In my recurring Fool column, "Get Ready for the Bounce," we search for future winners in a pile of 52-week losers. But do we really need to sit around for a whole year, waiting for a fallen stock to bounce back?

 Nope. Sometimes stocks fall hard, in far less time than a year. And like a superball dropped from the balcony, the harder they fall, the higher they bounce. Today, we'll look at a few equities that've suffered dramatic drops over the past week. With a little help from the 170,000 members of Motley Fool CAPS, we hope to find an opportunity or two for you:


How far from 52-week high?

Recent Price

CAPS Rating
(out of 5)

NVIDIA (Nasdaq: NVDA) -10% $23.47 ****
Yongye International (Nasdaq: YONG) -28% $6.88 ****
Activision Blizzard (Nasdaq: ATVI) -15% $10.78 ****
Teva Pharma (Nasdaq: TEVA) -20% $51.04 *****
Sysco Corp (NYSE: SYY) -9% $28.24 *****

Companies are selected by screening on for abrupt 5% or greater price drops over the past week. 52-week high and recent price data provided by CAPS ratings from Motley Fool CAPS.

Five super falls -- one superball
There's no two ways about it. If you owned any of the five stocks named above last week, you're significantly poorer for it today. So what went wrong?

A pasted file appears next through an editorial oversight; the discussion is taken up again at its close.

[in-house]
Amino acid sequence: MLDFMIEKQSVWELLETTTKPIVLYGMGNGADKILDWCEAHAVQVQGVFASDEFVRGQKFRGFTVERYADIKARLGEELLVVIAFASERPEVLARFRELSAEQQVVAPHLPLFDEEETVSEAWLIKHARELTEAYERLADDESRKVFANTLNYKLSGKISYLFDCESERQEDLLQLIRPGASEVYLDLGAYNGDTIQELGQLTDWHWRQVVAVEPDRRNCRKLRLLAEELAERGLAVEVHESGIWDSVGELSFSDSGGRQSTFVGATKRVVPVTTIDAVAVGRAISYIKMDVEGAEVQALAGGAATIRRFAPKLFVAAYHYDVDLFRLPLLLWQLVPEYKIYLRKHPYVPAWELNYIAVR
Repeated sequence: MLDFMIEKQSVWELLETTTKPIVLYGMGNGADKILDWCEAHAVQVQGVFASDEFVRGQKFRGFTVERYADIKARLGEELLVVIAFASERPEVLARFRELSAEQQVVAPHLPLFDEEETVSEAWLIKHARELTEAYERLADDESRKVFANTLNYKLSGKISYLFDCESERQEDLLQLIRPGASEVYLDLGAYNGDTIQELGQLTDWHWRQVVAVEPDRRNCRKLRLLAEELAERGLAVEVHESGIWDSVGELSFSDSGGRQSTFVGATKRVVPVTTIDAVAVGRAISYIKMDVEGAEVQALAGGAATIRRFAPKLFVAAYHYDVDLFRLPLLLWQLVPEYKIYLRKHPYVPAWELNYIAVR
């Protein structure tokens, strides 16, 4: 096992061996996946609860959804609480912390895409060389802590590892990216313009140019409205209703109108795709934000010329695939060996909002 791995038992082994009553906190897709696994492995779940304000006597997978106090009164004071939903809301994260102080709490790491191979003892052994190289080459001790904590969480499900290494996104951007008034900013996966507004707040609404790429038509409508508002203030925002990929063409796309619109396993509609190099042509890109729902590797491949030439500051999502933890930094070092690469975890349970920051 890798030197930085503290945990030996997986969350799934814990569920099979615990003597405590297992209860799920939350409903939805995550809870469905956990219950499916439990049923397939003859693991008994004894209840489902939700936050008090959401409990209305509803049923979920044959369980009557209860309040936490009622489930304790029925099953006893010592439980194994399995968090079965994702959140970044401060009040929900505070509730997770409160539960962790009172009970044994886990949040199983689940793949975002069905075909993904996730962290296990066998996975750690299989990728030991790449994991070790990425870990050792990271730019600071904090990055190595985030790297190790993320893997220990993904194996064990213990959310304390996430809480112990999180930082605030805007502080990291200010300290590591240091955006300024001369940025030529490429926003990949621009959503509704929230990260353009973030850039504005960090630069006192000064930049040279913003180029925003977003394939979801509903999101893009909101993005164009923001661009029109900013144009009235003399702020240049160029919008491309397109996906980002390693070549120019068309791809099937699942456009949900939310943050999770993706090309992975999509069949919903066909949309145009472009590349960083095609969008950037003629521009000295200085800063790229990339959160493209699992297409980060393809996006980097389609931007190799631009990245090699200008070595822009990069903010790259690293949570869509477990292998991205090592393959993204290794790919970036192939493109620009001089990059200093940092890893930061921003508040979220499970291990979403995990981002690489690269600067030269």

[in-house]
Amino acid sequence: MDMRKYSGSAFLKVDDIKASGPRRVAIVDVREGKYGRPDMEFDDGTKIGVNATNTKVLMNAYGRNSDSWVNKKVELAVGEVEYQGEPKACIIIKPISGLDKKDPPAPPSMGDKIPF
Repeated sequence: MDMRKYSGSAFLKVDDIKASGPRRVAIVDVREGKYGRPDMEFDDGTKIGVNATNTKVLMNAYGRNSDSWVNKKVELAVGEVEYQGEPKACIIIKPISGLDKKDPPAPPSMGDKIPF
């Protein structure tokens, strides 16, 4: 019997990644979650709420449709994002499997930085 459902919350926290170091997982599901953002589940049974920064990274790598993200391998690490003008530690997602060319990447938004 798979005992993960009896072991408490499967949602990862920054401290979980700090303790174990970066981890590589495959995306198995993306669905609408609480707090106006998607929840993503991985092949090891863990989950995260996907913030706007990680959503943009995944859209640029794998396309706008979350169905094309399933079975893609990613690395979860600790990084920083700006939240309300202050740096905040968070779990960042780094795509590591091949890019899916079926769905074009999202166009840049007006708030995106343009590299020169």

Beginning at the bottom, rising food costs (read: "inflation") took a bite out of profits at Sysco. The company played nice with its customers, though, declining to pass the full cost of higher prices on to struggling restaurateurs. Result: A 4% fall in fiscal second-quarter profits.

In contrast, at Teva, it wasn't profits that were the problem. (Actually, they doubled in comparison to last year.) Rather, weak profits guidance for the year to come did in the Israeli drugmaker. While not the worst news in the world, it was bad enough to send Teva down 7% for the week.

Likewise with Activision. It's hard to call the company's 2010 numbers "bad" -- after all, the company did generate in excess of $1 billion in free cash flow. Still. axing Guitar Hero will prevent the video games giant from meeting expectations in this year's fiscal Q1. Cue sell-off.

Yongye? No International mystery there, either. Between a critical article on Seeking Alpha-dot-com (read it here) on the one hand, and a downgrade from Brean Murray on the other, shares of the tiny Chinese fertilizer maker are being ground into dust. Damage report: 5% and counting.

Last but not least, NVIDIA shares are showing weakness ahead of this week's earnings release. Reason to worry? Not necessarily. In part, NVIDIA is reacting to a downgrade from ThinkEquity early last week. But when you consider that ThinkEquity has never been more than a middling analyst in semiconductors, I wouldn't fret too much over that. On the other hand, a growing number of pundits are muttering about the growing threat from Intel (Nasdaq: INTC) and Qualcomm (Nasdaq: QCOM) in graphics chips. With luck, we'll learn more about this when earnings come out. Meanwhile, at 64x earnings heading into earnings ... the shares are priced for perfection. Fingers crossed, that "perfection" is what NVIDIA delivers.

Who's got bounce-a-bility?